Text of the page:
The Acropolis in Athens was closed during the hottest hours of the day to protect visitors from an intense heat wave sweeping Greece.
Tourists were barred from entering the country's most popular attraction between 12:00 and 17:00 local time.
Athens is registering temperatures of more than 40ºC (104 F).
Much of southern Europe is experiencing an extreme heat wave with record temperatures expected over the next week.
There are also fears in Greece of an increased risk of forest fires, especially in areas with strong winds. This occurred in 2021 during another exceptional heat wave.
Greece's Ministry of Culture announced the closure of the Acropolis on Friday and said similar measures could be taken on Saturday.
Temperatures were expected to peak at 41°C (105 F) in central Athens for the noon on Friday, but the Acropolis sits on top of a rocky hill and is usually hotter.
There is little shade on the hill for lounging.
The site is usually open from 8:00 in the morning to 8:00 at night. Other tourist spots around the Sacred Rock where the Acropolis is located remained open throughout the day.
In recent days, the Greek Red Cross has been deployed to provide bottled water to help people feeling nauseated and dizzy from the heat.
People have been advised to drink at least two liters of water a day and avoid coffee and alcohol, which dehydrate.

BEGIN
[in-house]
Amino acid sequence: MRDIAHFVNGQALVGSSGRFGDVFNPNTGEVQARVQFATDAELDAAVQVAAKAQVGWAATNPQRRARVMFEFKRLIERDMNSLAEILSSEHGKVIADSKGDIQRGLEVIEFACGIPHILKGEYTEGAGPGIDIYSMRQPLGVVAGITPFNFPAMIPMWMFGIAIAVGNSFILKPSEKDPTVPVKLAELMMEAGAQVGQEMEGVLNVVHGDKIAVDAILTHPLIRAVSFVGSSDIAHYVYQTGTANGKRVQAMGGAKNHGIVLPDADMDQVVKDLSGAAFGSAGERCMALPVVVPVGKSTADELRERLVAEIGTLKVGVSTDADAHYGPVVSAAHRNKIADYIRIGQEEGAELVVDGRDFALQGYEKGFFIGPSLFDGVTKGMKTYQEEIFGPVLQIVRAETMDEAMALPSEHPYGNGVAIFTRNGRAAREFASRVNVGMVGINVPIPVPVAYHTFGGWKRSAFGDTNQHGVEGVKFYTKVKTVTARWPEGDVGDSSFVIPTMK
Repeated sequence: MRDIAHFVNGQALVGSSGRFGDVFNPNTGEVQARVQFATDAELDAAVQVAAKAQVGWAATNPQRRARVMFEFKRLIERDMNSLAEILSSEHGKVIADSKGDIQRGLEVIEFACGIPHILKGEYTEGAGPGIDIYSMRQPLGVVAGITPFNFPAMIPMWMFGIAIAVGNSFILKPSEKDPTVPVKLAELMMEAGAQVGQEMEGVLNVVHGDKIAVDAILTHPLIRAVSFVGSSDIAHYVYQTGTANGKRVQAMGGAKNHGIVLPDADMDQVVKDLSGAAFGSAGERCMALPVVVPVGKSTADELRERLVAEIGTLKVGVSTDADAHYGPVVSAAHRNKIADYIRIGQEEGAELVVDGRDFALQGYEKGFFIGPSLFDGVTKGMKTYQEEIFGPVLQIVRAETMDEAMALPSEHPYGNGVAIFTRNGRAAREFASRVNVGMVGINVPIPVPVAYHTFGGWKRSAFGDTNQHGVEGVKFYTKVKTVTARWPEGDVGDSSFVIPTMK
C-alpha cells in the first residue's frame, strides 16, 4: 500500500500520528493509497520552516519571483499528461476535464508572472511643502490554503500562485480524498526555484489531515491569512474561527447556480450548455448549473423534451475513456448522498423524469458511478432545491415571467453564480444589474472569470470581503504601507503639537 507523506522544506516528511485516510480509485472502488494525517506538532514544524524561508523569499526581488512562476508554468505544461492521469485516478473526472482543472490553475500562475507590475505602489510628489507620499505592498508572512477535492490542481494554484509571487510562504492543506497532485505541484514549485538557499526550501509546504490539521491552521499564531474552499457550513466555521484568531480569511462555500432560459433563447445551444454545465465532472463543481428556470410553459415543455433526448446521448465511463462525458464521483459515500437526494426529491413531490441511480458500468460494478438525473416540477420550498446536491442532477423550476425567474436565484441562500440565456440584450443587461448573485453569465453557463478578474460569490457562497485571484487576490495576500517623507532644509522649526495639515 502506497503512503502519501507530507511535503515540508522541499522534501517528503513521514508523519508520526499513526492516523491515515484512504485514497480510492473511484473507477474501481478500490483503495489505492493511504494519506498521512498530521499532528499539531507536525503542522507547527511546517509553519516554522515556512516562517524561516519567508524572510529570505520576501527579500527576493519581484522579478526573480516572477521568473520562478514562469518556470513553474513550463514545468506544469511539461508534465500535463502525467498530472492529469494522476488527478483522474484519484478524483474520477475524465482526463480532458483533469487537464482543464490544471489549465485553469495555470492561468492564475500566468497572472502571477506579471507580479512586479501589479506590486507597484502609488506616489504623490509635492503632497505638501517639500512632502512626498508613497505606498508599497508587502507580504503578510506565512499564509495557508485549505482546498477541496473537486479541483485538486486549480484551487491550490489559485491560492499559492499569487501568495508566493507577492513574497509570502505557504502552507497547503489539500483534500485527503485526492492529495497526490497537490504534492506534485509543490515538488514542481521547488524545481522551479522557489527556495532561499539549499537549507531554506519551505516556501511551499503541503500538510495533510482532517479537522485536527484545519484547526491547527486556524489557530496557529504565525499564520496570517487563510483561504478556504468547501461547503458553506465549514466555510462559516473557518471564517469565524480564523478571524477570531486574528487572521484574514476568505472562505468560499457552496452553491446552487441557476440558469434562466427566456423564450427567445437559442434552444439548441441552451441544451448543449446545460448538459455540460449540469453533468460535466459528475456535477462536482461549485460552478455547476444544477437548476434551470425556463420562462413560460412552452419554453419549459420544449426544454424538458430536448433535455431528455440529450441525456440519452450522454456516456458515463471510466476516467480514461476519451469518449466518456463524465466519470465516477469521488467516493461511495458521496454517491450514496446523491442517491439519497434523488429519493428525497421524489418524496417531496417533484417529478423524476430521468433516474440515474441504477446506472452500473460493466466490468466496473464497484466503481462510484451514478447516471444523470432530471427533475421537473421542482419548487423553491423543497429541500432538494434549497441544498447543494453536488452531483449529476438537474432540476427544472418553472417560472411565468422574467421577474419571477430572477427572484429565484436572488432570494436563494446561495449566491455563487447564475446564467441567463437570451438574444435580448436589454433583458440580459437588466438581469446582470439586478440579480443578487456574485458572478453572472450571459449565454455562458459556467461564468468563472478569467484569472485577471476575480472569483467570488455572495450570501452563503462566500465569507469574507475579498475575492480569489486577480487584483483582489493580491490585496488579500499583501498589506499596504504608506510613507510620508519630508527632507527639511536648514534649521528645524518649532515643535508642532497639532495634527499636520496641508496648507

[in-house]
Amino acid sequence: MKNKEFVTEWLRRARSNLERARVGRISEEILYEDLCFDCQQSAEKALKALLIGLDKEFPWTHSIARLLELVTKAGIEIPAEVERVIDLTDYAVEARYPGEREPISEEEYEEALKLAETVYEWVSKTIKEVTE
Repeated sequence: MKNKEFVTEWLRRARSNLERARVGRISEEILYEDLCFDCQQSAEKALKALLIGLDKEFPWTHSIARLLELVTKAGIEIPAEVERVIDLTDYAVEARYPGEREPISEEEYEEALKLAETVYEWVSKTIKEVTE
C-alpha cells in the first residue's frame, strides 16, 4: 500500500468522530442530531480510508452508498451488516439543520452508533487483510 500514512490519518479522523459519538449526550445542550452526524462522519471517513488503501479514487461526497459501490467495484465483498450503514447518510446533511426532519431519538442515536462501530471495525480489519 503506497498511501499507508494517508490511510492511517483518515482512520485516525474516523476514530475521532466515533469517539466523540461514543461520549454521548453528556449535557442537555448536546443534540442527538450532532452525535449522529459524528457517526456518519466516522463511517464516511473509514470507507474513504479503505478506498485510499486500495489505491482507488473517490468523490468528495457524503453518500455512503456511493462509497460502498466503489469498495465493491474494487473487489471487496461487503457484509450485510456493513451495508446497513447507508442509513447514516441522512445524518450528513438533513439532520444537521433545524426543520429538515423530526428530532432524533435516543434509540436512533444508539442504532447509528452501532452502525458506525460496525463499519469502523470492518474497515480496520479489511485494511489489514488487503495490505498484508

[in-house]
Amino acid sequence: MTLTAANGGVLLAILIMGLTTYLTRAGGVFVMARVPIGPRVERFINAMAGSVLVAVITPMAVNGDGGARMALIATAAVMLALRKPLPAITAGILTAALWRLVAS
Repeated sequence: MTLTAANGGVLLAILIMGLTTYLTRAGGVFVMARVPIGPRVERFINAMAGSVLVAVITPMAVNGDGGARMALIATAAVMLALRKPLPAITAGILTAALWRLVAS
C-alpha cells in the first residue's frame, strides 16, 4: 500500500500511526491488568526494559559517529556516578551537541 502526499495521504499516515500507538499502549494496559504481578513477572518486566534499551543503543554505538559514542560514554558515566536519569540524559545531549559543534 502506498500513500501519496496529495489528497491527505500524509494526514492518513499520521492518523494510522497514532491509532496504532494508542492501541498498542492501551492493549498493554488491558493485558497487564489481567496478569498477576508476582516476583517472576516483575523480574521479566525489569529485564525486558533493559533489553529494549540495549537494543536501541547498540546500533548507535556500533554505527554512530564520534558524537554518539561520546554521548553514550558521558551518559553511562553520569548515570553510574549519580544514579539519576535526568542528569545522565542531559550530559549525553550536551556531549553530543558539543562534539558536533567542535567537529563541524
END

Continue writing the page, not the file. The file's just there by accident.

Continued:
Wave of heat global heat
In Croatia, fires broke out on Thursday, burning houses and cars in at least one town, Grebastica, on the Dalmatian coast. Authorities told Croatian television on Friday morning that the fire had been brought under control.
Earlier this week, a man in his forties died from heat in northern Italy, while several visitors to the country collapsed from heat stroke.
Italy suffers the heat wave Cerberus, named by the Italian Meteorological Society after the three-headed monster that appears in Dante's Inferno.
It was expected to peak on Friday, but Italian forecasters warn that The upcoming heat wave, nicknamed Charon after the ferryman who brought souls to the underworld in Greek mythology, will see temperatures climb back above 40°C next week.
Heat waves are also being seen in parts of the US, China , North Africa and Japan.
Last month was the hottest June on record, according to the EU's climate monitoring service Copernicus (the European Union's Earth observation and monitoring program ).
Extreme weather resulting from global warming is “unfortunately becoming the new normal,” the World Meteorological Organization (WMO) has warned.
Spells of intense heat occur within natural weather patterns, but globally they are becoming more frequent, more intense, and longer lasting.